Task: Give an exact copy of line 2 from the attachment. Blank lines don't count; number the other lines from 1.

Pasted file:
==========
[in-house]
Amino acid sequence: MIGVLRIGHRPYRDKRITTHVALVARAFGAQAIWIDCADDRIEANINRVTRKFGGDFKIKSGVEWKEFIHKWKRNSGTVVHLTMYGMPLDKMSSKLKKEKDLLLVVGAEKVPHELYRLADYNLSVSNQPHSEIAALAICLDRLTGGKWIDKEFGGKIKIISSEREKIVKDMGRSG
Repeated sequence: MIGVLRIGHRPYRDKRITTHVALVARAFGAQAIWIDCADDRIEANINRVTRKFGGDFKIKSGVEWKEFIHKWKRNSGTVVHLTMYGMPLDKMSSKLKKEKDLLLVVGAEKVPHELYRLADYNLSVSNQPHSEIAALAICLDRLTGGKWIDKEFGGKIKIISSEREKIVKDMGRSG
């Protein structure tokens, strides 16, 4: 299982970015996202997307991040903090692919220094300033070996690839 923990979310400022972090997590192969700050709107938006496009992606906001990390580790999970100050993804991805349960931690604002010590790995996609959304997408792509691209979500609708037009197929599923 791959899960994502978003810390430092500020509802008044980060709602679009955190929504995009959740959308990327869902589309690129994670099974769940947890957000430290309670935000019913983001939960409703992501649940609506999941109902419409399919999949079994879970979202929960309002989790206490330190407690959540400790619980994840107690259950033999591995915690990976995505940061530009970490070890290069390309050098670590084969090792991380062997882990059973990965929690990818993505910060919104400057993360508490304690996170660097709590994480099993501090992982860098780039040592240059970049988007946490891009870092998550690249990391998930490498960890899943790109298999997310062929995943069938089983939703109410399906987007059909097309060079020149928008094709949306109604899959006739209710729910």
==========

Amino acid sequence: MIGVLRIGHRPYRDKRITTHVALVARAFGAQAIWIDCADDRIEANINRVTRKFGGDFKIKSGVEWKEFIHKWKRNSGTVVHLTMYGMPLDKMSSKLKKEKDLLLVVGAEKVPHELYRLADYNLSVSNQPHSEIAALAICLDRLTGGKWIDKEFGGKIKIISSEREKIVKDMGRSG